I stood at a sidewalk press conference 12 years ago in front of the Southern Baptist Convention’s Nashville headquarters, publicly urging that the nation’s largest Protestant denomination should take action for the protection of church kids against clergy sex abuse.

Together with other members of SNAP, the Survivors Network of those Abused by Priests, I hand-delivered a letter to top SBC officials asking for the creation of an independent review board empowered to receive and assess clergy abuse reports, to keep records on those reports and to inform congregations about credibly accused clergy.

In response, SBC official Augie Boto wrote a brush-off letter saying that “continued discourse between us will not be positive or fruitful.”

And so it was that activist efforts to prod denominational action against clergy sex abuse began.

Of course, long before initiating public efforts, many of us had made private efforts to communicate with church and denominational officials.

I had informed 18 Baptist officials in four states about the minister who sexually abused me when I was a kid, but everyone turned a deaf ear, allowing the man to continue in ministry.

The hard truth of that reality – that so many could know and do nothing – informed my view that Baptists have a serious safety gap.

In those early days, EthicsDaily.com was at the forefront in covering the stories of sexual abuse and cover-ups among Baptists.

Its headlines helped garner the attention of mainstream media, and eventually, pastor Wade Burleson made a motion for an SBC study on creating a clergy sex abuse database – a study that died in a seemingly predisposed committee without even an allocated budget.

The “reason” officials gave for rejecting such a common-sense safeguard as denominational record-keeping was Baptists’ belief in “local church autonomy.”

It’s a reason that perverts faith itself into a complicit partner for institutional cover-ups.

EthicsDaily.com founder, the late Robert Parham, wrote what remains one of the most cogent articulations of why, morally and theologically, “local church autonomy” cannot rightly function as an excuse for denominational inaction in the face of clergy sex abuse.

Now, here we are more than a decade later, and institutionally, little has changed. What has changed is that many more survivors, advocates and bloggers are now finding their voices. Hallelujah!

Current SBC president J.D. Greear has announced that he will form a sexual abuse study group and said “bold steps” are needed.

But so far this is just talk. Survivors await action, and after Baptist officials’ last so-called “study” on this, many are skeptical.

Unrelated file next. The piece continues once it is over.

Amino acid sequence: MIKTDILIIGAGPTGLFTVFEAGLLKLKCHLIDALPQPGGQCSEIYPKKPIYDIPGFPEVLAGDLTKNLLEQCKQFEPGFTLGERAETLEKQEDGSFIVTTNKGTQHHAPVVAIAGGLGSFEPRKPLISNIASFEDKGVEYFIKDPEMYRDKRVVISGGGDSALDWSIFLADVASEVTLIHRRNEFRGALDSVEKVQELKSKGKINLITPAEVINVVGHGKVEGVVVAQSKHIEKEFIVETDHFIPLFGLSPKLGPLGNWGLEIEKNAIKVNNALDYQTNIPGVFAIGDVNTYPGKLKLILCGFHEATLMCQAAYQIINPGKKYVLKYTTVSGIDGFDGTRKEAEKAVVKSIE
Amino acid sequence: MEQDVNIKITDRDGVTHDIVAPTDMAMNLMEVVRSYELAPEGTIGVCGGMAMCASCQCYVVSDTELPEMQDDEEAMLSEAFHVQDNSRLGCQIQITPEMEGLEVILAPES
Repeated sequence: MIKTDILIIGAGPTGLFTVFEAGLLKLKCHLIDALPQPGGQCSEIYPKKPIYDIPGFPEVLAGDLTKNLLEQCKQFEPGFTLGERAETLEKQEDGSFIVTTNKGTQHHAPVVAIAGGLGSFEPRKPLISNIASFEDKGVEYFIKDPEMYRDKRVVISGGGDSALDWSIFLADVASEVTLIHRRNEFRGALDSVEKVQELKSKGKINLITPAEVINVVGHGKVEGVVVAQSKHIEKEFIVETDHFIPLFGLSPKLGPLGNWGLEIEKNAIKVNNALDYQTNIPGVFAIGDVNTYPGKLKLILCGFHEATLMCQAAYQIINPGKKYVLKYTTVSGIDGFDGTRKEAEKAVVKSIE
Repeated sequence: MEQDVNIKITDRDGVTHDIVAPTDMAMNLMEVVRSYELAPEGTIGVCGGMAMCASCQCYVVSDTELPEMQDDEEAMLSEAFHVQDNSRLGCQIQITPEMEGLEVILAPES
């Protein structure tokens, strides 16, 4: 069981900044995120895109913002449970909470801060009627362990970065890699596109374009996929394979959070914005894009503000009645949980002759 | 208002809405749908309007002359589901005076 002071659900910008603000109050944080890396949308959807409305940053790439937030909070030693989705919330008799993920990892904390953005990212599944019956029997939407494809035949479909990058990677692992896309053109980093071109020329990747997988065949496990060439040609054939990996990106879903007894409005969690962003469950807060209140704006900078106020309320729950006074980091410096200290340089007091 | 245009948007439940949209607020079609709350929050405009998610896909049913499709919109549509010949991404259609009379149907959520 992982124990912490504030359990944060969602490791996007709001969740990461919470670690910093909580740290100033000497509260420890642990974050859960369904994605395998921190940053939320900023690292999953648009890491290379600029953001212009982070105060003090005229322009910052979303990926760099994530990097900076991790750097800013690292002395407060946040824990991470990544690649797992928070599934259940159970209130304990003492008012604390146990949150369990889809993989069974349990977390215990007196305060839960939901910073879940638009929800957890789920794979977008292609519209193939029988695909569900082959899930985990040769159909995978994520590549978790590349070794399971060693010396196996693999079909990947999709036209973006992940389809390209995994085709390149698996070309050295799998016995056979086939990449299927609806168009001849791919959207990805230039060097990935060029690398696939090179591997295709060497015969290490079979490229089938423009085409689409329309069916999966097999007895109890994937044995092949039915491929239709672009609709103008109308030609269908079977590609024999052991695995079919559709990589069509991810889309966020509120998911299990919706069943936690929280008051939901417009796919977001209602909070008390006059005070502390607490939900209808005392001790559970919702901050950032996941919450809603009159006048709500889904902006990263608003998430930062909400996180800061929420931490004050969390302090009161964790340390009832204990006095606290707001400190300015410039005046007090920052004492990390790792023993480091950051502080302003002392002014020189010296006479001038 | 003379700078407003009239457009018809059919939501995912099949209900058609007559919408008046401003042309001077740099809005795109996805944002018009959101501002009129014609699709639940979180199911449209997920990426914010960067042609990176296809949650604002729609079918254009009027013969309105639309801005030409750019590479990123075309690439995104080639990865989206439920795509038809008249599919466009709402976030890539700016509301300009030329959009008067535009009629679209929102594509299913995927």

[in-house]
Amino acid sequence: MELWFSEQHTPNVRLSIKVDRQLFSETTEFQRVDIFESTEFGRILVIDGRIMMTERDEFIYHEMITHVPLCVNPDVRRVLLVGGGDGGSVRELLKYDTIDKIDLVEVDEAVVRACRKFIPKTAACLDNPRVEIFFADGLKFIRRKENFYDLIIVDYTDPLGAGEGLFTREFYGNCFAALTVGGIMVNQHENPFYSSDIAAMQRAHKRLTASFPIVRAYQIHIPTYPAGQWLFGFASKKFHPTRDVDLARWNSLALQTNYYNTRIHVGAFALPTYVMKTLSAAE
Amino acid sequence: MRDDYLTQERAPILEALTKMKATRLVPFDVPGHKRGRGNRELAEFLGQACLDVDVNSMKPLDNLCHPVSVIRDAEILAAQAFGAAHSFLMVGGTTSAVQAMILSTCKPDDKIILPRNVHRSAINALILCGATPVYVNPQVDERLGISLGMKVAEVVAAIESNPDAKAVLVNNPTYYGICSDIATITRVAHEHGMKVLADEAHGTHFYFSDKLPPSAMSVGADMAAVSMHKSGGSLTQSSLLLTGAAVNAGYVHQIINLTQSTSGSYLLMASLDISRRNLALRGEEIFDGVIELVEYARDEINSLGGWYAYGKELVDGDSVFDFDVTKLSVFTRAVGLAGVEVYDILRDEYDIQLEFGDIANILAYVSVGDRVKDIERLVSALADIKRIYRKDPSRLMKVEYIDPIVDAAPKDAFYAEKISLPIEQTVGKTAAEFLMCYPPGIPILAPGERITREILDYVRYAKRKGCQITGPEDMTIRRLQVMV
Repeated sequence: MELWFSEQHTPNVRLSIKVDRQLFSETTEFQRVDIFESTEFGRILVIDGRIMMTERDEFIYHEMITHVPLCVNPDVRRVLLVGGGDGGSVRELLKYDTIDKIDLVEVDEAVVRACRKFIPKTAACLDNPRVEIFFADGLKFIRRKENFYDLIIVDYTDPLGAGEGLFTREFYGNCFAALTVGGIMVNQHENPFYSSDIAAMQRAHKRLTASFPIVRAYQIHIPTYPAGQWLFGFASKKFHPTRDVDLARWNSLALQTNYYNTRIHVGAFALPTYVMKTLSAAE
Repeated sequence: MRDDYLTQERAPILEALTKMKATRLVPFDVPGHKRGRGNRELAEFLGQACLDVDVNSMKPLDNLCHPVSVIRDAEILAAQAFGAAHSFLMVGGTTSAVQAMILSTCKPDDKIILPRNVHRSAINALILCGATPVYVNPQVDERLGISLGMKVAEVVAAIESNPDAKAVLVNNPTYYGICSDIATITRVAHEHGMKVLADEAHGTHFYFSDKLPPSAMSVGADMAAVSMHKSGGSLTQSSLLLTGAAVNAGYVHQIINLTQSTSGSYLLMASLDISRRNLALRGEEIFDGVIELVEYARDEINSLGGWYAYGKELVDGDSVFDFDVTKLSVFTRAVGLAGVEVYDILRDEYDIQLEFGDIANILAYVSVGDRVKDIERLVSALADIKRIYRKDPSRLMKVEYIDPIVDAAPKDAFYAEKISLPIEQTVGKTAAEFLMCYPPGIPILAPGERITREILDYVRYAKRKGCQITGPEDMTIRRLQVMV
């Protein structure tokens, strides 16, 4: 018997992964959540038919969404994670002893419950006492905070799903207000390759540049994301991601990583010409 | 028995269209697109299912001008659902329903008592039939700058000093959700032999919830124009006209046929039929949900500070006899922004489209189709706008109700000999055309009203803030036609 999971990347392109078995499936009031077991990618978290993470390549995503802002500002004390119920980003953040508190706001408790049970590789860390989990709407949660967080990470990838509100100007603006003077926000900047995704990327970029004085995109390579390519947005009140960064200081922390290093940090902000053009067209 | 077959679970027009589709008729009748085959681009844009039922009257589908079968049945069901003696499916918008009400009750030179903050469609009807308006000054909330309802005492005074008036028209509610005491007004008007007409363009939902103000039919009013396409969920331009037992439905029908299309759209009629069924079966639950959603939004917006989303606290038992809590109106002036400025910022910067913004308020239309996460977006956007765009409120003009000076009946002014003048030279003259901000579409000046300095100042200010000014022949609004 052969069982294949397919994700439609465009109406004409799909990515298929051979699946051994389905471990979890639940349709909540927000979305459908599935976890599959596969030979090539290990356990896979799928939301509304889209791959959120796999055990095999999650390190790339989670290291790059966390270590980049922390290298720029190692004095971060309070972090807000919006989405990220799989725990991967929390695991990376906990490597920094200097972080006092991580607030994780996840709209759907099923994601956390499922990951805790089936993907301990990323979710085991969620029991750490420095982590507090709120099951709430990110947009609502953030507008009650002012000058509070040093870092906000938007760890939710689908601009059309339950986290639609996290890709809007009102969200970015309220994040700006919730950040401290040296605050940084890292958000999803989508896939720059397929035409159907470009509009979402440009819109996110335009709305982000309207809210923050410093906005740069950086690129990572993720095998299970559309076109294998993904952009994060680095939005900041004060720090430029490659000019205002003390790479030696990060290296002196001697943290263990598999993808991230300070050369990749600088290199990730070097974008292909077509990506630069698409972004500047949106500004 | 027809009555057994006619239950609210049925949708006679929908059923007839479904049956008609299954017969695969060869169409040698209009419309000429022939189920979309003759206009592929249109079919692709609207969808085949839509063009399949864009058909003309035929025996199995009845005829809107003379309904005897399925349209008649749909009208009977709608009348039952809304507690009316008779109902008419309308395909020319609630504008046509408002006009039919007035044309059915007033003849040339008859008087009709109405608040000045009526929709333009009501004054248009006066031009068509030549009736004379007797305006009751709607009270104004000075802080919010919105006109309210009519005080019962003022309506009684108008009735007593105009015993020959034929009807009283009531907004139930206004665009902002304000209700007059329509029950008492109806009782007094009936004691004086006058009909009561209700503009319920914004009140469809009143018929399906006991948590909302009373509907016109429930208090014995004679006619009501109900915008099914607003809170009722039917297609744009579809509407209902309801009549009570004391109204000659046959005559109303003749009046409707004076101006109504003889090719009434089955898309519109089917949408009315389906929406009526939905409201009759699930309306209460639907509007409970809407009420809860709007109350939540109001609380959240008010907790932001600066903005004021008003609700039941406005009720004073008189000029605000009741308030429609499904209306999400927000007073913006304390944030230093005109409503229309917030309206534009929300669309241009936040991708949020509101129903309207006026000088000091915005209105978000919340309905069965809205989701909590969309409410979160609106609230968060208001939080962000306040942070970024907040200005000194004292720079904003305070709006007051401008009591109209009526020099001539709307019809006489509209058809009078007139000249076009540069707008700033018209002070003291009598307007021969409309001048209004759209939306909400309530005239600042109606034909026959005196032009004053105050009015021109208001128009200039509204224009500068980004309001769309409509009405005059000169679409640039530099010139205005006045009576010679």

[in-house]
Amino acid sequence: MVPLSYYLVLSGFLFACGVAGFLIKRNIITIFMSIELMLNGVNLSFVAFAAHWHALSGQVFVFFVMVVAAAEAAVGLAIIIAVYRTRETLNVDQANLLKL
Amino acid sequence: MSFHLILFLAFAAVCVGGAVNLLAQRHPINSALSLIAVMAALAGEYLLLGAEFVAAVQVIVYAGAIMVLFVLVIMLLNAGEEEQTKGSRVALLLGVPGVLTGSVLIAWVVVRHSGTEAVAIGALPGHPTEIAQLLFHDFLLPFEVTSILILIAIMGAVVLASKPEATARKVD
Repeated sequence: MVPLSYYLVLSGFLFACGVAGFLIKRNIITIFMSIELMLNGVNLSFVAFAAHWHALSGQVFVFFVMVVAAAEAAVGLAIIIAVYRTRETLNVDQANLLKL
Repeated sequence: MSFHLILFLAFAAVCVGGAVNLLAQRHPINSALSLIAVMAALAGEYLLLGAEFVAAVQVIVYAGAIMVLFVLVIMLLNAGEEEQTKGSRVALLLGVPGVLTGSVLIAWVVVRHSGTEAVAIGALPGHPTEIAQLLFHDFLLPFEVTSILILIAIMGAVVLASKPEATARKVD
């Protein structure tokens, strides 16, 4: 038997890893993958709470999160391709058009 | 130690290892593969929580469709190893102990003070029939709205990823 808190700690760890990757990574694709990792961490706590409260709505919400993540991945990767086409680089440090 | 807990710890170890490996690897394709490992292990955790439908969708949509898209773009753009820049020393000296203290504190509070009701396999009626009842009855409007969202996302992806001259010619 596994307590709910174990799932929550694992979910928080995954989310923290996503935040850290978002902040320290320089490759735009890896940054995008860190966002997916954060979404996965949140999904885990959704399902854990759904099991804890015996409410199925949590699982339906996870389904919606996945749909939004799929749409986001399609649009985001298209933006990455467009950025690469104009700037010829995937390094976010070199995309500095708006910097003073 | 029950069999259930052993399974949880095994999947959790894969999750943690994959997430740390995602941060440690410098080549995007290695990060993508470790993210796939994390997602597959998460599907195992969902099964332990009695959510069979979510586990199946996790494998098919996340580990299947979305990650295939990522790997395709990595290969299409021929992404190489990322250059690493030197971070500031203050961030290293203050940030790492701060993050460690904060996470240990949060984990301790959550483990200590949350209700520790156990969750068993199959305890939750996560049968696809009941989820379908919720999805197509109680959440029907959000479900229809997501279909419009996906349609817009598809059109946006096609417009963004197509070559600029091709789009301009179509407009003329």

The SBC’s own consultants state that background checks are inadequate because less than 3 percent of sexual predators encounter the criminal justice system.

Therefore, absent effective institutional safeguards, most child sex predators will move on with impunity. And so, among Baptists, they do.

Experts say evangelicals are likely worse than Catholics in responding to abuse, and the number of children being abused is likely greater.

Two recent cases illustrate the common patterns. After a couple women had made “15 years’ worth of attempts” to communicate with the church of a pastor they alleged had sexually abused them as teens, a friend emailed the SBC “asking how to turn in a pedophile.”

She “never got a response.” So, she wrote to the SBC’s Ethics and Religious Liberty Commission, which, citing local church autonomy, responded that “engaging in this matter is not within the scope of our role, authority or ability.”

I urge you to ponder the child-endangering reality of that do-nothing response.

In the second case, the SBC’s International Mission Board (IMB) concluded that a minister had “more likely than not” had an “inappropriate sexual relationship” with a minor – what most people would term sexual assault of a child.

Yet, just two months later, that minister went to work in another Baptist church and eventually moved to a leadership position in a denominational office.

For 11 years Baptist officials knew, but they “never shared” the information, claiming they were “afraid of legal liabilities.”

A denominational attorney explained his longstanding advice about giving only neutral job references.

So, while SBC officials preach to local churches that they should be “forthcoming” in disclosing concerns about ministers, the SBC’s own IMB chose to protect itself rather than be forthcoming.

That’s the on-the-ground reality of what happens in churches as well, and it’s why a denominational resource for information sharing is so sorely needed.

The quest for transparency and accountability is evolving from private efforts to public inquiries, and Australia’s Royal Commission on Institutional Responses to Child Sexual Abuse is considered the “gold standard.”

Last December, after a five-year inquiry, the Royal Commission issued a report with recommendations for making religious institutions safer for children, including improved record-keeping and information-sharing.

Specifically, Recommendation 16.58 urges that all religious organizations “consider establishing national registers … to help affiliated institutions identify and respond to any risks to children that may be posed by people in religious or pastoral ministry.”

The requests we made of the SBC 12 years ago are consistent with the Royal Commission’s recommendations and are still much-needed.

The question for Baptists is whether they will take action now or wait until the day when the U.S. conducts an inquiry similar to Australia’s.

The world is watching.

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